Tournament recalls how baseball was played in 1800s

Baseball has come a long way since 1864. In those days, there were no overhead pitches, bats were thicker and heavier, no one wore a glove, and uniforms were made of wool — no matter how hot the day was. The same ball got pounded through all nine innings, so the softer it got, the less it flew.

But when you play baseball by old-time rules, as a half-dozen teams did Sunday at a tournament in Harford County's Jerusalem Mill Village, your respect for history trumps everything else, including personal comfort and soaring, late-in-the-game fly balls.

Still, that doesn't mean there isn't some rule-bending here and there, especially in pitching. There was a time when balls could only be thrown from below the belt, so pitchers simply hiked their pants up to mid-chest.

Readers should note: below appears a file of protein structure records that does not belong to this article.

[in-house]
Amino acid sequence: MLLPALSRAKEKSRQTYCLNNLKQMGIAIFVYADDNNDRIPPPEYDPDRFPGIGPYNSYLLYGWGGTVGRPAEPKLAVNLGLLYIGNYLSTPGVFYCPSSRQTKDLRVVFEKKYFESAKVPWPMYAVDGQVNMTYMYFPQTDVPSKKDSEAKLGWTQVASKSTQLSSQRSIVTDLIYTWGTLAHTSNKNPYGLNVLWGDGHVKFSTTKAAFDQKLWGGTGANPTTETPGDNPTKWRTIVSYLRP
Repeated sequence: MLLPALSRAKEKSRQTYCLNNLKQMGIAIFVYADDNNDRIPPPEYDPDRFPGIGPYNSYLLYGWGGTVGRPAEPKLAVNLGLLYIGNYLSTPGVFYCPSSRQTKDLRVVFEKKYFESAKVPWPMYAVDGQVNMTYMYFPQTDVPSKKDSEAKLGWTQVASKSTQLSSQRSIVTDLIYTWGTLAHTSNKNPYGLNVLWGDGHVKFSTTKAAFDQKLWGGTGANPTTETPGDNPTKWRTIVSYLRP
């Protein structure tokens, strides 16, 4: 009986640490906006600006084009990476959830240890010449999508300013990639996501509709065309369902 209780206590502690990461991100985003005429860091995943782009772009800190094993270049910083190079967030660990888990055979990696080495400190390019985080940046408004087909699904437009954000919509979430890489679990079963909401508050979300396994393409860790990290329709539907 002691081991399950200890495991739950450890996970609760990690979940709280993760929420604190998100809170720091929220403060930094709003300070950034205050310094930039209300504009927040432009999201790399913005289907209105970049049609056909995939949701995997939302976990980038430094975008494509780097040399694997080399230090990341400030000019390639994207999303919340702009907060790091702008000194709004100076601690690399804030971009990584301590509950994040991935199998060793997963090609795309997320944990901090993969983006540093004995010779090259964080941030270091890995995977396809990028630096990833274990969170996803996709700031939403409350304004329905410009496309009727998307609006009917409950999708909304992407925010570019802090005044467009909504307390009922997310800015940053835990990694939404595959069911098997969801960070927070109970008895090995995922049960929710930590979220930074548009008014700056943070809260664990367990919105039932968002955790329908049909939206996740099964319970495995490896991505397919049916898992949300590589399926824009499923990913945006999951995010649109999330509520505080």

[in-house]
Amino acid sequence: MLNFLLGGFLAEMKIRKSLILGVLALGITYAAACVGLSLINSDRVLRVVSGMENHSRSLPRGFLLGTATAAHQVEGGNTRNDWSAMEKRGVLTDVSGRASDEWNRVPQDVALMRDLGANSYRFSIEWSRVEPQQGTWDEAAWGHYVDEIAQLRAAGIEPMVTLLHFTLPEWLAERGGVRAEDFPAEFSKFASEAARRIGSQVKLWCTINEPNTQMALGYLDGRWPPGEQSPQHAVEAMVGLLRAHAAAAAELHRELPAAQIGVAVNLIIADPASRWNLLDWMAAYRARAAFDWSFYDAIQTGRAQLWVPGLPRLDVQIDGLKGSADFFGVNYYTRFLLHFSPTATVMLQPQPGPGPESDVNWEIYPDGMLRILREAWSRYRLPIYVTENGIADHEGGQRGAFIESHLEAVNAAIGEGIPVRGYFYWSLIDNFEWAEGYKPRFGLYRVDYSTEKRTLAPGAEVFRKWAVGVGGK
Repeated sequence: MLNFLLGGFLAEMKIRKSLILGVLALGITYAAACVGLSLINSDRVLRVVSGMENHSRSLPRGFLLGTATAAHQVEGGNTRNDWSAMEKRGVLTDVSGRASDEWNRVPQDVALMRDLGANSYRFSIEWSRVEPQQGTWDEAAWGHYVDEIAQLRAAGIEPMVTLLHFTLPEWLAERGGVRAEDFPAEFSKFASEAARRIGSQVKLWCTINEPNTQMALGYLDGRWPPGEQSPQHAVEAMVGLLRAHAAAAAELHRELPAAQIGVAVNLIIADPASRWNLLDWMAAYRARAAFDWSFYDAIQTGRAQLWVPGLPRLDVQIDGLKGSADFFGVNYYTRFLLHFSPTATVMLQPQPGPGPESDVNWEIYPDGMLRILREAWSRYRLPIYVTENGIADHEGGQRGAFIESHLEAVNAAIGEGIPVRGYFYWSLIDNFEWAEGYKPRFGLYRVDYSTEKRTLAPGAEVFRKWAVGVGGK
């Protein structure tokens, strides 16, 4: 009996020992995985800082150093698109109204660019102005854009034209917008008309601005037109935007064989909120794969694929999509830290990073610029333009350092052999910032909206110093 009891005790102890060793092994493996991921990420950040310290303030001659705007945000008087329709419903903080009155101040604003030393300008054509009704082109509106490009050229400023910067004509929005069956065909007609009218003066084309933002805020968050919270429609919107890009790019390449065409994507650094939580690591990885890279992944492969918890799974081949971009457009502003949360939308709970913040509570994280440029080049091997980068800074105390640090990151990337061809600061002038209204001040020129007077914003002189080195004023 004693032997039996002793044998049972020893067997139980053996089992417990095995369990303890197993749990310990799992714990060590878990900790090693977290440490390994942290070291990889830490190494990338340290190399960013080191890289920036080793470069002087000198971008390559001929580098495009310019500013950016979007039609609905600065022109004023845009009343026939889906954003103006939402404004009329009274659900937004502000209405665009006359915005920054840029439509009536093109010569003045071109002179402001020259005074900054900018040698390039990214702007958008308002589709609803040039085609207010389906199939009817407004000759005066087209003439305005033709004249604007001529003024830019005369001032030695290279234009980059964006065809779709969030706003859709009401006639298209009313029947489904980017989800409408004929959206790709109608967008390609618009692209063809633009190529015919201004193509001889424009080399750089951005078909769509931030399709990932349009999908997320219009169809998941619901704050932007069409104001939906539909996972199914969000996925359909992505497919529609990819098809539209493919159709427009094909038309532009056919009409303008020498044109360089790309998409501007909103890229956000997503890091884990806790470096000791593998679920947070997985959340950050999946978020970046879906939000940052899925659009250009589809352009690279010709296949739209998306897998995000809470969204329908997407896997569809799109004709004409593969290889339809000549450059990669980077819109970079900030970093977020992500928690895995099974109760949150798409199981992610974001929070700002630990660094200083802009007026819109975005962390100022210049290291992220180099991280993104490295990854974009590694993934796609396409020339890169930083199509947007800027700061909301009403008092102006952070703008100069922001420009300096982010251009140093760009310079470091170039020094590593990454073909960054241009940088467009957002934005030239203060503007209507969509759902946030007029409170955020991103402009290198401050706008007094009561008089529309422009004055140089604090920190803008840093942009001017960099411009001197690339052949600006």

"It was always a gentlemen's game, but ball players have always found a way to get around the rules, to see what suited them best," said Jon "Killer" Kilpatrick, a member of the Elkton Eclipse. It's one of seven such tradition-bound outfits in Maryland and by the end of the day, it had won, for the third consecutive time, the Maryland 19th Century Base Ball Championship Tournament.

Also for the third year in a row, the vanquished team was the Talbot Fair Plays, this time by a 15-7 score.

"They got the best of us again," said Scott "Curly" Murphy, the Talbot captain, whose nickname — they all use nicknames, as in the old days — is a tribute to his bald head. "But win or lose, it's a boyhood game. We're men and still able to play — that's what counts."

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